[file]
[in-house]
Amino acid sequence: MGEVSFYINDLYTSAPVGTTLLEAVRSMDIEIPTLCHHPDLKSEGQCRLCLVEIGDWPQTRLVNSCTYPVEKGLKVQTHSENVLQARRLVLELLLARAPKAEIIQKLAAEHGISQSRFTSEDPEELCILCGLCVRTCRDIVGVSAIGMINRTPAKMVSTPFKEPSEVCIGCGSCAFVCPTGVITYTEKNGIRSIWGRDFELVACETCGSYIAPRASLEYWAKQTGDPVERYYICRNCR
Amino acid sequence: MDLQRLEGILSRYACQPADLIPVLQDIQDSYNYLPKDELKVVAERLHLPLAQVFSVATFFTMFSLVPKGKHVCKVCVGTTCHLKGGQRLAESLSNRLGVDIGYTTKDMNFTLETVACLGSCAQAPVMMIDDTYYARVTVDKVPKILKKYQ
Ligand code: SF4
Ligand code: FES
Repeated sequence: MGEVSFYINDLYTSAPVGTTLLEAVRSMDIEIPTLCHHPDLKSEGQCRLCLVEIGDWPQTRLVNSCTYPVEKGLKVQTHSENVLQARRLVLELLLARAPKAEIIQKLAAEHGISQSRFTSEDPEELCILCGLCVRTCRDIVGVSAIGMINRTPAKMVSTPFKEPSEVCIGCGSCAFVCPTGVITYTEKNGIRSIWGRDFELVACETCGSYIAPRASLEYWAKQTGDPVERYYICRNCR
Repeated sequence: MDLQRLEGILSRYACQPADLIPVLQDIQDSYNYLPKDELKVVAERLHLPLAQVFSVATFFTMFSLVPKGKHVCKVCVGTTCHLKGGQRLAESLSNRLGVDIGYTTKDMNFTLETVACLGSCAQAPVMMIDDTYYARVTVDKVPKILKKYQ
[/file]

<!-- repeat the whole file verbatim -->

[in-house]
Amino acid sequence: MGEVSFYINDLYTSAPVGTTLLEAVRSMDIEIPTLCHHPDLKSEGQCRLCLVEIGDWPQTRLVNSCTYPVEKGLKVQTHSENVLQARRLVLELLLARAPKAEIIQKLAAEHGISQSRFTSEDPEELCILCGLCVRTCRDIVGVSAIGMINRTPAKMVSTPFKEPSEVCIGCGSCAFVCPTGVITYTEKNGIRSIWGRDFELVACETCGSYIAPRASLEYWAKQTGDPVERYYICRNCR
Amino acid sequence: MDLQRLEGILSRYACQPADLIPVLQDIQDSYNYLPKDELKVVAERLHLPLAQVFSVATFFTMFSLVPKGKHVCKVCVGTTCHLKGGQRLAESLSNRLGVDIGYTTKDMNFTLETVACLGSCAQAPVMMIDDTYYARVTVDKVPKILKKYQ
Ligand code: SF4
Ligand code: FES
Repeated sequence: MGEVSFYINDLYTSAPVGTTLLEAVRSMDIEIPTLCHHPDLKSEGQCRLCLVEIGDWPQTRLVNSCTYPVEKGLKVQTHSENVLQARRLVLELLLARAPKAEIIQKLAAEHGISQSRFTSEDPEELCILCGLCVRTCRDIVGVSAIGMINRTPAKMVSTPFKEPSEVCIGCGSCAFVCPTGVITYTEKNGIRSIWGRDFELVACETCGSYIAPRASLEYWAKQTGDPVERYYICRNCR
Repeated sequence: MDLQRLEGILSRYACQPADLIPVLQDIQDSYNYLPKDELKVVAERLHLPLAQVFSVATFFTMFSLVPKGKHVCKVCVGTTCHLKGGQRLAESLSNRLGVDIGYTTKDMNFTLETVACLGSCAQAPVMMIDDTYYARVTVDKVPKILKKYQ